Black is symbolic of death and mourning, and the deep red is symbolic not only of the blood of sacrifice but is often associated with the sacred heart of Jesus. The Roman building on the left represents Pontius Pilate, with the tomb on the right. I wrestled with how to visually portray Jesus descending into hell. Typically hell is cavernous in art, and so I chose to use a red cavern below the cross to depict hell. The blood from Jesus’ sacrifice trickles down into the cavern, depicting Jesus descent into hell, and ultimately his “harrowing of hell” as the Eastern Church describe it – which ties in with the next poster on the ascension, below.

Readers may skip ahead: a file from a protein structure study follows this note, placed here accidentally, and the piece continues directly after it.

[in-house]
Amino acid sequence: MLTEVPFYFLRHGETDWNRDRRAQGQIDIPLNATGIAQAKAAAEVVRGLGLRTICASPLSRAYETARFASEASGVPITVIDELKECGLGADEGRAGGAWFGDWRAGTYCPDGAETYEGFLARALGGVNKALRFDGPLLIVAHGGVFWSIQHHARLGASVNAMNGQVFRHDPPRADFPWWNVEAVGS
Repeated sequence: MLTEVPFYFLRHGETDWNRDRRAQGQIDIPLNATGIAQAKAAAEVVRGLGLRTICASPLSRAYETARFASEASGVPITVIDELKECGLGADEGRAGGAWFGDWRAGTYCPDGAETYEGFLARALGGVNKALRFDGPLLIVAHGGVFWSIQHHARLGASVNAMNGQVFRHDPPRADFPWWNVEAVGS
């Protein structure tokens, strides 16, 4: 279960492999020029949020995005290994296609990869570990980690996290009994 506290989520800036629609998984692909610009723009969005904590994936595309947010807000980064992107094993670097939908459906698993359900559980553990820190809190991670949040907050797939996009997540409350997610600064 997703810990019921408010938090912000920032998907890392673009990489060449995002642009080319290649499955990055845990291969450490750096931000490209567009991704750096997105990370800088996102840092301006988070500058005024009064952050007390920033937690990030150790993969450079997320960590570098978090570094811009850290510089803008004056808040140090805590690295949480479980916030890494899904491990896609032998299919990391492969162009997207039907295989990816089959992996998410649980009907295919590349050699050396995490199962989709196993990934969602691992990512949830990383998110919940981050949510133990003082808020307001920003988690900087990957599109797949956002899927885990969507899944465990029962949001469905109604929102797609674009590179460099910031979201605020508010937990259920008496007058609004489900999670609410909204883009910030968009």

Download Image 4 – Ascension
on the third day he rose again from the dead;
he ascended into heaven,
and is seated at the right hand of God the Father almighty;
from there he will come to judge the living and the dead.
Yellow, as mentioned before, is the color of divinity and represents heaven. Yellow also ties this poster to the one positioned above it, showing the throne of the Father in heaven (tied with the clouds above) – thus positionally Jesus is ascending into the poster above to sit at the right hand of the Father. Jesus’ resurrection is hinted at by the empty tomb to the right, which also ties the poster in with the previous one. My inspiration from this one is largely the Eastern icon of the anastasis (or “harrowing of hell”). Jesus is depicted pulling Adam and Eve out of their graves – who are symbolic of all people, living and dead.
I believe in the Holy Spirit,
the holy catholic Church,
the communion of saints,